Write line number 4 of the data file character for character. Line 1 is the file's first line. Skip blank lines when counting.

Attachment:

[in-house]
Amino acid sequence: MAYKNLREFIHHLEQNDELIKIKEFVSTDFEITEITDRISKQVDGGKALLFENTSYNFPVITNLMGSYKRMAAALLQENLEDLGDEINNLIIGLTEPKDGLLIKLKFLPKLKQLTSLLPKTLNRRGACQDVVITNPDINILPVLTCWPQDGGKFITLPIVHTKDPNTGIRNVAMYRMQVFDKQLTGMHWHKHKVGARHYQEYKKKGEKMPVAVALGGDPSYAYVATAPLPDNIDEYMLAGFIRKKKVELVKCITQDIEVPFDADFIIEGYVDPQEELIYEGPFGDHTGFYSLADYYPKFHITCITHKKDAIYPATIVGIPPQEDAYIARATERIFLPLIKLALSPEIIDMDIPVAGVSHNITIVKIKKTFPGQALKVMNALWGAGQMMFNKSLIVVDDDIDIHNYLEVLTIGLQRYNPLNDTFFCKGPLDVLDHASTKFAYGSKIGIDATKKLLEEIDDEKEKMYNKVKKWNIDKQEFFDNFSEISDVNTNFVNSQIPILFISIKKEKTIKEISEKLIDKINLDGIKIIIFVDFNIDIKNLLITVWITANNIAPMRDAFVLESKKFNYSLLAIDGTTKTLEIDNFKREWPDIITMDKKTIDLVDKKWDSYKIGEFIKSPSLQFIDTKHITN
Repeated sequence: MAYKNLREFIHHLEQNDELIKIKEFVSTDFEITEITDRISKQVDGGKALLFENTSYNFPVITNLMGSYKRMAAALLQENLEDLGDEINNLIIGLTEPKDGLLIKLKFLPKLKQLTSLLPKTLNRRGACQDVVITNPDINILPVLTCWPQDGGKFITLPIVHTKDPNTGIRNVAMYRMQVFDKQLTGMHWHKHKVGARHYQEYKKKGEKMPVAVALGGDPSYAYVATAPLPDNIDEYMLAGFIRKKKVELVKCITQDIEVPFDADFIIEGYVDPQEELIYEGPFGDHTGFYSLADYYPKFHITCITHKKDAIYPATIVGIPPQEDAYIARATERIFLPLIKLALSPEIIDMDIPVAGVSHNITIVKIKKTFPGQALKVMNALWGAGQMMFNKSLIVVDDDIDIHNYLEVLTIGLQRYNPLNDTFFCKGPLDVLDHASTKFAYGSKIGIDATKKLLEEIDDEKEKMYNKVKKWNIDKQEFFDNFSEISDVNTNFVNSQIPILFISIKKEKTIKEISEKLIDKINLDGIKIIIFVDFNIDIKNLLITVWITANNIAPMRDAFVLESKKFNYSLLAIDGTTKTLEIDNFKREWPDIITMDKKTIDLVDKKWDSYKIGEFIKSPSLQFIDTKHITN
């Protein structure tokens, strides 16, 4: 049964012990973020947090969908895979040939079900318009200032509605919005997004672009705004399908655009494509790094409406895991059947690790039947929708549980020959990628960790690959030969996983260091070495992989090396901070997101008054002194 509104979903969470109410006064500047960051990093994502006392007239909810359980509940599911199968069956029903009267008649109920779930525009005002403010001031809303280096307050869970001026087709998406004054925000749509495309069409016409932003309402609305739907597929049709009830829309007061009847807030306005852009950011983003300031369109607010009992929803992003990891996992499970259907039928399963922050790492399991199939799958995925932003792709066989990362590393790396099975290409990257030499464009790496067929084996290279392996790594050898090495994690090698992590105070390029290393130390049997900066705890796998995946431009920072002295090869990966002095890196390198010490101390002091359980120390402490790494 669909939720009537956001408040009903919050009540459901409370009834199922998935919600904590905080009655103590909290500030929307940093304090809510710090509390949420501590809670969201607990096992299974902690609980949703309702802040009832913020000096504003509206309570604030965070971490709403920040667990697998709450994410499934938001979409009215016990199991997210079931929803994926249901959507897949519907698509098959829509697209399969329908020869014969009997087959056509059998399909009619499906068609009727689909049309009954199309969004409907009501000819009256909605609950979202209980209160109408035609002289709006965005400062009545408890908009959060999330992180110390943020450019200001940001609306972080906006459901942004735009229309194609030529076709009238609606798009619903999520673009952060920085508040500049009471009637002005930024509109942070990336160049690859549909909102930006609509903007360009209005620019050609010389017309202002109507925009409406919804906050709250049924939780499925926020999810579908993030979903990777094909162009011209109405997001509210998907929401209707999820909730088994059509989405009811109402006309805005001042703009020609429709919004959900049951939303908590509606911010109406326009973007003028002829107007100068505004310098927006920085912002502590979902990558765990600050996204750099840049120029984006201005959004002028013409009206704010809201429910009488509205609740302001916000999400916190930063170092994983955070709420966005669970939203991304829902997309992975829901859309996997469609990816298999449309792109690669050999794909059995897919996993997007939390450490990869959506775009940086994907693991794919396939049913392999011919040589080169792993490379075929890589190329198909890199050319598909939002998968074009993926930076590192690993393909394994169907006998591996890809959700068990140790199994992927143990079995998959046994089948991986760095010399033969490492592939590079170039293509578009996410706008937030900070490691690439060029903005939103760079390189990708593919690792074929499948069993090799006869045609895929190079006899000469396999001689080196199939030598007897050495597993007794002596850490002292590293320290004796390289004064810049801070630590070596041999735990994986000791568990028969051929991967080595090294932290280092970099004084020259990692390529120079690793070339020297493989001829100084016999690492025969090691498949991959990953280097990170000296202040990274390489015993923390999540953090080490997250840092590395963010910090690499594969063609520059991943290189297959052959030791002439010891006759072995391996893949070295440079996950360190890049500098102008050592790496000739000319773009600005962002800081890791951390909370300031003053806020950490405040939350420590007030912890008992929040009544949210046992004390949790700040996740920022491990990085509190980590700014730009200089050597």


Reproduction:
């Protein structure tokens, strides 16, 4: 049964012990973020947090969908895979040939079900318009200032509605919005997004672009705004399908655009494509790094409406895991059947690790039947929708549980020959990628960790690959030969996983260091070495992989090396901070997101008054002194 509104979903969470109410006064500047960051990093994502006392007239909810359980509940599911199968069956029903009267008649109920779930525009005002403010001031809303280096307050869970001026087709998406004054925000749509495309069409016409932003309402609305739907597929049709009830829309007061009847807030306005852009950011983003300031369109607010009992929803992003990891996992499970259907039928399963922050790492399991199939799958995925932003792709066989990362590393790396099975290409990257030499464009790496067929084996290279392996790594050898090495994690090698992590105070390029290393130390049997900066705890796998995946431009920072002295090869990966002095890196390198010490101390002091359980120390402490790494 669909939720009537956001408040009903919050009540459901409370009834199922998935919600904590905080009655103590909290500030929307940093304090809510710090509390949420501590809670969201607990096992299974902690609980949703309702802040009832913020000096504003509206309570604030965070971490709403920040667990697998709450994410499934938001979409009215016990199991997210079931929803994926249901959507897949519907698509098959829509697209399969329908020869014969009997087959056509059998399909009619499906068609009727689909049309009954199309969004409907009501000819009256909605609950979202209980209160109408035609002289709006965005400062009545408890908009959060999330992180110390943020450019200001940001609306972080906006459901942004735009229309194609030529076709009238609606798009619903999520673009952060920085508040500049009471009637002005930024509109942070990336160049690859549909909102930006609509903007360009209005620019050609010389017309202002109507925009409406919804906050709250049924939780499925926020999810579908993030979903990777094909162009011209109405997001509210998907929401209707999820909730088994059509989405009811109402006309805005001042703009020609429709919004959900049951939303908590509606911010109406326009973007003028002829107007100068505004310098927006920085912002502590979902990558765990600050996204750099840049120029984006201005959004002028013409009206704010809201429910009488509205609740302001916000999400916190930063170092994983955070709420966005669970939203991304829902997309992975829901859309996997469609990816298999449309792109690669050999794909059995897919996993997007939390450490990869959506775009940086994907693991794919396939049913392999011919040589080169792993490379075929890589190329198909890199050319598909939002998968074009993926930076590192690993393909394994169907006998591996890809959700068990140790199994992927143990079995998959046994089948991986760095010399033969490492592939590079170039293509578009996410706008937030900070490691690439060029903005939103760079390189990708593919690792074929499948069993090799006869045609895929190079006899000469396999001689080196199939030598007897050495597993007794002596850490002292590293320290004796390289004064810049801070630590070596041999735990994986000791568990028969051929991967080595090294932290280092970099004084020259990692390529120079690793070339020297493989001829100084016999690492025969090691498949991959990953280097990170000296202040990274390489015993923390999540953090080490997250840092590395963010910090690499594969063609520059991943290189297959052959030791002439010891006759072995391996893949070295440079996950360190890049500098102008050592790496000739000319773009600005962002800081890791951390909370300031003053806020950490405040939350420590007030912890008992929040009544949210046992004390949790700040996740920022491990990085509190980590700014730009200089050597």